Johannesburg - A number of the world's motor manufacturers, including Volkswagen/Audi, Mercedes-Benz, BMW and Lexus are developing concept cars that virtually drive themselves and are particularly adept at avoiding collisions.
It is likely that some of these advanced technologies will be on show in concept cars - or even the latest production cars - at the Auto Africa motor show, to be held in Johannesburg from October 26 - November 5.
Volkswagen has built a Golf that can steer itself around a course at racing speeds. However, it can only drive itself around a circuit it has learned already, using sensors on the bonnet to look for solid objects on the left and right - in this case traffic cones.
Once the Golf has completed a lap of the circuit the input from the scanners is run through computer software to work out the best line around the circuit and the best speed. Any human being who drives faster stands a good chance of skidding off course and scattering the cones,
The "drive itself:" Golf is not a novelty, but a product development tool, due to its consistency in speed and behaviour on a given circuit, as driver error is no longer a factory.
Stanford University, in the United States, used a Volkswagen Touareg to compete "driverless" in the US Defence Department's Advanced Research Project Agency Grand Challenge, where 20 cars raced 280 km through the Mojave Desert over an obstacle-strewn route. The Touareg used laser and radar scanners throughout the seven hours it took to complete the route, dodging boulders and abandoned cars.
The lessons learned from these types of activities help Volkswagen and other automotive companies integrate driver aids such as anti-skid, traction control and vehicle stability control to develop safer cars for the consumer.
Mercedes-Benz, one of the long-time leaders in the development of advanced safety technologies, pursues the concept of integrated safety: accidents should be prevented by using active safety systems to assist drivers. At the same time, passive safety systems help ensure that vehicles are well equipped to protect the occupants if a collision should nonetheless occur.
The history of Mercedes-Benz's active vehicle safety development began in 1978 with the launch of anti-lock braking (ABS), followed by electronic stability control, brake assist, the DISTRONIC cruise control system that maintains a preset distance to the vehicle in front and in 2004 the cornering light system was unveiled.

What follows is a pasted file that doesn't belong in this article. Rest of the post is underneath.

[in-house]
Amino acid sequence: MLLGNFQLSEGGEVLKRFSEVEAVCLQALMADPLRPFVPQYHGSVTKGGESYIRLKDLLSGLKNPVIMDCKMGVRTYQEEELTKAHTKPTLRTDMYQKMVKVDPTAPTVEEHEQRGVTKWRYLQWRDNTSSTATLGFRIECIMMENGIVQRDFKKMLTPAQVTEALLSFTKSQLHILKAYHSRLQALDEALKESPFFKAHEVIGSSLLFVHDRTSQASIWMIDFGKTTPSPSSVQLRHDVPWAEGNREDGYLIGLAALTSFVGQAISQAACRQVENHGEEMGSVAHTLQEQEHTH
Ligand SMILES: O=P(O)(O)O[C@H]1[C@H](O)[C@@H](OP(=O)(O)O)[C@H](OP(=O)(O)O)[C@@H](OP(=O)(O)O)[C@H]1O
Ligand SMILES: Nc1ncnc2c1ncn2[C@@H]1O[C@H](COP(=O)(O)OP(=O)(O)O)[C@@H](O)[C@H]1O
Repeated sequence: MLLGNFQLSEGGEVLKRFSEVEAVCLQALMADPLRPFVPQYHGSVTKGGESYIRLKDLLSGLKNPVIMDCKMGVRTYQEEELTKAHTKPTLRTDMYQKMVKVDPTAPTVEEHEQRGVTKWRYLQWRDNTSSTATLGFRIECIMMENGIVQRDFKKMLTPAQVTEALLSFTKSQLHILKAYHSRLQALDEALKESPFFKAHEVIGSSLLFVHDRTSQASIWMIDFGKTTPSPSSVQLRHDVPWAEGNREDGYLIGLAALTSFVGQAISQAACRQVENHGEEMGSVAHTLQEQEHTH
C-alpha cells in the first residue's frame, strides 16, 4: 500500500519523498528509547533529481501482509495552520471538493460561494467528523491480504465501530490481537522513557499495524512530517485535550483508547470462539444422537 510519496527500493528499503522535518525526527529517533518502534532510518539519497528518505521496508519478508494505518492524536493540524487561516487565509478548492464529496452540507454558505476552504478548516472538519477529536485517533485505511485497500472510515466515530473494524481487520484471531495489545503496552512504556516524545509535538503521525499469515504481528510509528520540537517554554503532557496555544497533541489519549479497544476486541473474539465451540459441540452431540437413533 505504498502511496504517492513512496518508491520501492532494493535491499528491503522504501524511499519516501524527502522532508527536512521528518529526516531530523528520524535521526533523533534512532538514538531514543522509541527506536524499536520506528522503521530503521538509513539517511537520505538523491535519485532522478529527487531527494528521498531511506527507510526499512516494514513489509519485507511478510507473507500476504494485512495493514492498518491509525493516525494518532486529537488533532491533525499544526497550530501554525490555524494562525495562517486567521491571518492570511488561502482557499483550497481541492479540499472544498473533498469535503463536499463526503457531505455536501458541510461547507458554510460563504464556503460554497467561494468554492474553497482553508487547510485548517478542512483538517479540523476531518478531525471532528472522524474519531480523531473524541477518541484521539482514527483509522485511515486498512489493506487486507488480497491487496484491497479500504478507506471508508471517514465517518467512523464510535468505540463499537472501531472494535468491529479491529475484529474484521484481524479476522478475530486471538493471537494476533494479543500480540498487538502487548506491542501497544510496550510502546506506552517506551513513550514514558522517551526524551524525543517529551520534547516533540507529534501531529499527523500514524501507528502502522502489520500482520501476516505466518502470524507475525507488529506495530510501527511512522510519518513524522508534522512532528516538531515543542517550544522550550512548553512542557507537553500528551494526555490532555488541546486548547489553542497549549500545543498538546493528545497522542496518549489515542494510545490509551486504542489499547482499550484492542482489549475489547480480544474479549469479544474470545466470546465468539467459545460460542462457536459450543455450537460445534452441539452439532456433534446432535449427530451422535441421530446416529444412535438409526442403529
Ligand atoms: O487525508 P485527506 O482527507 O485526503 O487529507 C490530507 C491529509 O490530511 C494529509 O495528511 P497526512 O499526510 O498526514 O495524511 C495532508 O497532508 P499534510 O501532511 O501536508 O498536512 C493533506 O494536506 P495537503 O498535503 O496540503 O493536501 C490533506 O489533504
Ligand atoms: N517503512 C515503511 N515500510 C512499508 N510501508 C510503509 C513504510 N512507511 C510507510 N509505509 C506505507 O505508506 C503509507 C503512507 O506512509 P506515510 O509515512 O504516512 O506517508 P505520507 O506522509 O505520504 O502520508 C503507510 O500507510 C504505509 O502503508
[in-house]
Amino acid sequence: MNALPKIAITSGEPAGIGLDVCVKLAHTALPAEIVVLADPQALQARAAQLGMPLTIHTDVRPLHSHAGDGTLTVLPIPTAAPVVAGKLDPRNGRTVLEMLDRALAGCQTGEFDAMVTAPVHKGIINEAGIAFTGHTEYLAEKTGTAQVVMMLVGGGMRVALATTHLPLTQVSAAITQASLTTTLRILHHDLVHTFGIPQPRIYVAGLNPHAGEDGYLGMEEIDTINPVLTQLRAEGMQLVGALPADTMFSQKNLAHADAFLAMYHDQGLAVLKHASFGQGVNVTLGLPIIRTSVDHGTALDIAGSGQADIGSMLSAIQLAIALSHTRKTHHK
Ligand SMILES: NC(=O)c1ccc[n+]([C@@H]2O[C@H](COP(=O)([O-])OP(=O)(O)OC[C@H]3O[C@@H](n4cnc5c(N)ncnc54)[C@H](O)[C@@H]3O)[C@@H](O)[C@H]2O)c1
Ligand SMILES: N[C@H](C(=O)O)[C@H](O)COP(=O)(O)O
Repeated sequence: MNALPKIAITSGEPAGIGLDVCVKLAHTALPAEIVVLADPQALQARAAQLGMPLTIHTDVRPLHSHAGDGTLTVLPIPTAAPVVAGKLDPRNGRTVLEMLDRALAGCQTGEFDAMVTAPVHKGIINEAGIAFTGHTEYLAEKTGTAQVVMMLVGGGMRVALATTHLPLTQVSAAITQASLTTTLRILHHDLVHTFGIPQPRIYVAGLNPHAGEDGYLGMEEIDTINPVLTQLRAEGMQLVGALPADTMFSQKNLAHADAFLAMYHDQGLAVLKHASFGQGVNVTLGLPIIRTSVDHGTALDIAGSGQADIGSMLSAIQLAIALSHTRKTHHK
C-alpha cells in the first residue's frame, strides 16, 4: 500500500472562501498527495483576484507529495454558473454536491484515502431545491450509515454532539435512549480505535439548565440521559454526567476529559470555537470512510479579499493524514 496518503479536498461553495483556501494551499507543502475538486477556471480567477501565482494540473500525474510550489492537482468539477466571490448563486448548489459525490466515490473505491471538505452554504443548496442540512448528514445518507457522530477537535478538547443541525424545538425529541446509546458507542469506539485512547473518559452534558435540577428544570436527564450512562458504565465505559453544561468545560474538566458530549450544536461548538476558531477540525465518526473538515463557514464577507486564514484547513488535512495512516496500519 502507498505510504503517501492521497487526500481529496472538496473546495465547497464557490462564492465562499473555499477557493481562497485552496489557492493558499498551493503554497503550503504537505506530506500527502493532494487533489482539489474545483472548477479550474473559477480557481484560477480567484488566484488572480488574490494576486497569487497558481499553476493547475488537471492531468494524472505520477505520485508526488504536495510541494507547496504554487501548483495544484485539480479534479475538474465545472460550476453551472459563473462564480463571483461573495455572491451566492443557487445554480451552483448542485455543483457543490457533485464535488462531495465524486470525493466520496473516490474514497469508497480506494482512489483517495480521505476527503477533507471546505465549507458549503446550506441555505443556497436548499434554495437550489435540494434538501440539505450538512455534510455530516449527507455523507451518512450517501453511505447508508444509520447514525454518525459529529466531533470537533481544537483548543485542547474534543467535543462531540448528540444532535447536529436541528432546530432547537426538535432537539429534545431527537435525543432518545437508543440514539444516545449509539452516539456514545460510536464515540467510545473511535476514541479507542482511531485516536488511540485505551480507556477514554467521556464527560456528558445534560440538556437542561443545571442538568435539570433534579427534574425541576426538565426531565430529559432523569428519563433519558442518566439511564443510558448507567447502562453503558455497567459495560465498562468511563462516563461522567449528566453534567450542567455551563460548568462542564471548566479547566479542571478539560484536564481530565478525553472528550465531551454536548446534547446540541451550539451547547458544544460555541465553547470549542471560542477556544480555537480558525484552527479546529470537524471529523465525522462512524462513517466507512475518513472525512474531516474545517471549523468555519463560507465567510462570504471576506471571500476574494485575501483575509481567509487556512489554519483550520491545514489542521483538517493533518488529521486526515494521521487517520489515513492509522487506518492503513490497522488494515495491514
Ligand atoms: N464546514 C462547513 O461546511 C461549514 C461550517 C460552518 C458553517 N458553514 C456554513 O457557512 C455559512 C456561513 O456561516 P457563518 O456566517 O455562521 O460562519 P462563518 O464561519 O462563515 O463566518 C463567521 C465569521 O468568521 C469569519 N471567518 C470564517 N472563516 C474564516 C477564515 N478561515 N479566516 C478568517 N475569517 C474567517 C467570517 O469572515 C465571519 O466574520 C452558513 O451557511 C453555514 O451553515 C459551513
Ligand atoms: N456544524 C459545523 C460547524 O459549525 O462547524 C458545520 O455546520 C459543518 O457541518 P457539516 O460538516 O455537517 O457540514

The company's latest PRE-SAFE system integrates both active and passive safety systems into a seven-step safety concept rigorously pursued by the Mercedes-Benz research and development engineers. The use of these advanced safety systems are also being used on the company's trucks.
BMW's Active Cruise Control with Stop and Go (ACCSG) is a radar-based support system that assists the driver when pulling off and applying the brakes in a slow convoy of vehicles, while maintaining an appropriate distance from the vehicle ahead, relieving the driver of a routine chore and allowing more concentration on the process of steering. This system is expected to enter production shortly.
As soon as the distance from the vehicle in front drops below a certain point the control system intervenes in the engine management system and slows down the car without any action on the part of the driver.
Another system under consideration uses the car's satellite navigation system to inform the driver of upcoming bends on the Head-up Display. This enables the driver to judge in advance where it is not advisable to overtake other vehicles on account of say, bends and unclear points, along the road.
The Lexus LS460, which will make its South African debut at Auto Africa, bristles with technological innovations. It anticipates and reacts automatically to a wide range of collision risk scenarios, recognising when a crash is imminent, helps the driver take action to prevent the collision occurring and if the worst happens its systems reduce the risk of injury.
The LS460 also has what Lexus says is the first driver monitoring system to warn of dangers ahead if the driver takes his or her eyes off the road. If the system "sees" something in the road it activates a warning light and buzzer. If the driver does not react quickly the system briefly applies brakes to get the driver's attention.
If that doesn't get a response then the pre-crash safety system engages emergency braking preparation and engages the front seat belt pre-tensioners.
However, not all these safety systems are available in all world markets, due to differing local vehicles regulations.